He walked towards his home. Another day of commands and rebukes was over. He hated his job like everyone else. He was to obey everything his master told; slightly disobeying could lead to anything from slang words to a pay cut. Also, as a daily wage labourer in a construction site, the concept of job security was non-existent.
On the way home, he wondered if life could be any better, if he could switch jobs, should he go back to his village and join his brothers and their wives in farming. No, not possible at all – his small piece of land has already been usurped by his brothers. He felt completely useless and unwanted. He felt like he was an unwanted flea. There was no way he could be free.
From a distance, he saw his dilapidated thatched house in the outskirts of the slum he lived in. His poverty had driven him out of the slum too. But then, a smile lit up his face. He remembered, no matter how the world treats him, he is the lion of his den. He is “the man” there.
At the doorway, a pale anaemic woman greeted him with a smile, probably the only genuine one he saw throughout the day. But he did not feel like returning the favour, it had become a routine affair. They had been married for seven months now, and there was nothing new about it. He threw his bag across the floor and demanded food immediately. A metal container rolled out of the bag, hit the wall and split open – dry as if new, the only stain it had within was the cleanly stroked stripes of olive pickle. Fatima was happy that Mujibur ate all the five chapatis she had packed for him. Her happiness was interrupted by a ferocious voice demanding food – “What are you looking at, stupid woman? Pick it up and get me some food NOW!”.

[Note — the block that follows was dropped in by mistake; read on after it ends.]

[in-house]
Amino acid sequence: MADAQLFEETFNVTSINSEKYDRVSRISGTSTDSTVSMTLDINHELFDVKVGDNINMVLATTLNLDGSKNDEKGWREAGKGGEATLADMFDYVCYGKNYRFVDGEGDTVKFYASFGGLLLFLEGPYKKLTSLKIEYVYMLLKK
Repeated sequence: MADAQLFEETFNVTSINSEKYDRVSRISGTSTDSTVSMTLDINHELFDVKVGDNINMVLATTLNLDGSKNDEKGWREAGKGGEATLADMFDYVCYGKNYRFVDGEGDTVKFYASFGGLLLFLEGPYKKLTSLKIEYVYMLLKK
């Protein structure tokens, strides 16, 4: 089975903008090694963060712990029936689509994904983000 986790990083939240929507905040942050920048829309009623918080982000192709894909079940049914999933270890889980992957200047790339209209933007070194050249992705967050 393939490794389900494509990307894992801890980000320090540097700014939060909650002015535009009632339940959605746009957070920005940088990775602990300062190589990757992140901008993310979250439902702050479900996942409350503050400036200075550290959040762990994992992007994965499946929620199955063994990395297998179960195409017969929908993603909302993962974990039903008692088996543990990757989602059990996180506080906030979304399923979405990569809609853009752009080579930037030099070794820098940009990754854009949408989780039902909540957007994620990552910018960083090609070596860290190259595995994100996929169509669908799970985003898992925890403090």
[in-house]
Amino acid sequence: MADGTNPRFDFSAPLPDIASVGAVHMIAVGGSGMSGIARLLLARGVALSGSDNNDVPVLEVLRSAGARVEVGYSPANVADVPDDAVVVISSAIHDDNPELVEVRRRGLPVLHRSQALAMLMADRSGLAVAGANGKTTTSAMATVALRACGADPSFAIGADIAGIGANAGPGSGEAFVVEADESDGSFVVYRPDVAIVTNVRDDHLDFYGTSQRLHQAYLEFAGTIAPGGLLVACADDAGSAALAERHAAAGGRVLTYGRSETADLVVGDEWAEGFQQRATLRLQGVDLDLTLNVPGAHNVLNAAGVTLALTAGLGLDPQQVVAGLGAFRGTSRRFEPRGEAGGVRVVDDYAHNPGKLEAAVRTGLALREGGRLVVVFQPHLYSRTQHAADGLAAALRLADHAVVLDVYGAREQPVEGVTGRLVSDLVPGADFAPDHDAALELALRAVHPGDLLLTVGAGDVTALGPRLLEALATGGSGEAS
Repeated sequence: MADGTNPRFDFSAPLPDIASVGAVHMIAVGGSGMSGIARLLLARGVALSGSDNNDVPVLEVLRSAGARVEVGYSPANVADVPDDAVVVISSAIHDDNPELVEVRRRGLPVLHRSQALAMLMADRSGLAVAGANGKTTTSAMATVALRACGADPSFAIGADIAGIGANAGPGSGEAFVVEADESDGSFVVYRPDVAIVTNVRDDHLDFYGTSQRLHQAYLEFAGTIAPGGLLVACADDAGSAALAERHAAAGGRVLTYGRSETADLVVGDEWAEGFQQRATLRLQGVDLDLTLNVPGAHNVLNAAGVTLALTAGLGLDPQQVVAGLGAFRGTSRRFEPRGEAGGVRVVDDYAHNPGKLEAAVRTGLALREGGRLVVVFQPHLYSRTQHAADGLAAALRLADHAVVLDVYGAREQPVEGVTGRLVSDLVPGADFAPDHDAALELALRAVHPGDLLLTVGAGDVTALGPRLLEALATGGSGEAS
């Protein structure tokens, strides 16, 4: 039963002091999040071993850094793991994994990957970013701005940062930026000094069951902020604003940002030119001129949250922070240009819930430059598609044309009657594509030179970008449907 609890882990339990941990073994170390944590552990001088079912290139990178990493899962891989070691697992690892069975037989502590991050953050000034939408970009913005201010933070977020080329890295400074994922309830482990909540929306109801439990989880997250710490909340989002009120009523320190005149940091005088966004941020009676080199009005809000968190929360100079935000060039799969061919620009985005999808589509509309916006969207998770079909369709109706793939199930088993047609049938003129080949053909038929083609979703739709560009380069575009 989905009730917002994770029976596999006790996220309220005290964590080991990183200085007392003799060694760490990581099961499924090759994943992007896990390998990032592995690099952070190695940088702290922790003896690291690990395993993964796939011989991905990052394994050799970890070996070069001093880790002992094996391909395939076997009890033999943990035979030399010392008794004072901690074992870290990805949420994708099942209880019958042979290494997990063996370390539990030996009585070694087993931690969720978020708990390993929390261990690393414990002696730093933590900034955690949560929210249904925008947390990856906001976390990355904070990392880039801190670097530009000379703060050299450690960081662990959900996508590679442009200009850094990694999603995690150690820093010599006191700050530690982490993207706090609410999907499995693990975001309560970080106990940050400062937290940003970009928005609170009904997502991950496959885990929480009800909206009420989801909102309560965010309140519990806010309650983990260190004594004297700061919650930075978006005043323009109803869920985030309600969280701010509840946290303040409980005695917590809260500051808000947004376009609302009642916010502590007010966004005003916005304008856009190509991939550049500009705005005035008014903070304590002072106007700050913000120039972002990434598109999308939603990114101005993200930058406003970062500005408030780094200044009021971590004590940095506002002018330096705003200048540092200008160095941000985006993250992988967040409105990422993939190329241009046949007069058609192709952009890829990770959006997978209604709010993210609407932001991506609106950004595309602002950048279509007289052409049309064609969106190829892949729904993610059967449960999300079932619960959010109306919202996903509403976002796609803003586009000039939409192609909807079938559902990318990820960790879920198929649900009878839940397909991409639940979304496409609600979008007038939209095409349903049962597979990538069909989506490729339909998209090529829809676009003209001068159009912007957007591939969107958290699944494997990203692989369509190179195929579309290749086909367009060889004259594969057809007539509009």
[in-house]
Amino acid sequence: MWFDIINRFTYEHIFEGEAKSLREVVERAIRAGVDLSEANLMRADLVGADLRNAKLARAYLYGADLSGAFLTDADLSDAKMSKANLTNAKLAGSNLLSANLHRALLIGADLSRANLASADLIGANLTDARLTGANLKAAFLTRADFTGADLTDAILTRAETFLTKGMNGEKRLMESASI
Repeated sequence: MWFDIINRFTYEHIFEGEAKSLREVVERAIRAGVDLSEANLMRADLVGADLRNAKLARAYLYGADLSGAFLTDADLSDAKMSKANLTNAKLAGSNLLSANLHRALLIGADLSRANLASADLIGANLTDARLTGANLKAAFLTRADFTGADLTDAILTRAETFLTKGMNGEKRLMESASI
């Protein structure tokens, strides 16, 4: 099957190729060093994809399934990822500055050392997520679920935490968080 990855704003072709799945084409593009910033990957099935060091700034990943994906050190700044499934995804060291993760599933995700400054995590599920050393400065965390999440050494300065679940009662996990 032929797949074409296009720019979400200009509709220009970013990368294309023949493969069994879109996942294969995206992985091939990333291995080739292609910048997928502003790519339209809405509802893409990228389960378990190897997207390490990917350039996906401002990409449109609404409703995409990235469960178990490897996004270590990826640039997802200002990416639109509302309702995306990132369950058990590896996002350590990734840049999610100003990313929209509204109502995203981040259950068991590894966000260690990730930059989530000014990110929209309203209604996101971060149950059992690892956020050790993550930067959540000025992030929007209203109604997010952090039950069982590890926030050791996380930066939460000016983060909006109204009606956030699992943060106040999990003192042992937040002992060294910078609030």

She trembled and hurriedly rushed to bring a plate and the bowls of rice and brinjal curry she had cooked for him. Meanwhile, an anguished Mujibur opened his shirt, washed his hands and sat on the floor. Fatima served him the food and then sat on a corner, awaiting further instructions and commands. His eyes never moved from the plate, as he devoured every morsel of food he could see. In ten minutes, all curry was over. Only a handful of rice remained. The curry bowl and the metal container looked the same now, just with finger strokes of different colours.
“Get me some more curry and a glass of water.”
“I will get you water, but there’s no more curry left” said Fatima softly, with fear.
“How can you cook so less?? And which woman doesn’t know how much her husband eats??” roared Mujibur as he stood up with an irritating frown.
“I know it’s less and so I just had rice with pickle and water for lunc…“ – THUD! – she was cut short by a slap. She touched her cheek and felt the stickiness of the rice and curry. That was the only amount of curry she’d touch today.
“Don’t dare to explain me your stupid excuses! What do I earn for?! To sleep half hungry??”
She kept mum, feeling her cheeks, weeping a little. Mujibur had washed his hands. She thought how there was no way she could explain something, argument meant lashes. Just when she was glad, it ended with just a slap today, he pulled her by the hair and banged her head against the wall. She shrieked in pain and slowly fell to the ground, weeping more now. “It’s for you that I have to sleep hungry tonight! Listen, I have to go out early tomorrow. You get my food ready and wake me up at 6 am!” he said, pointing out to his bag which contained a broken wrist watch – the only time-teller in their house – and went to sleep on the bed, a mattress laid on the floor in the adjacent room.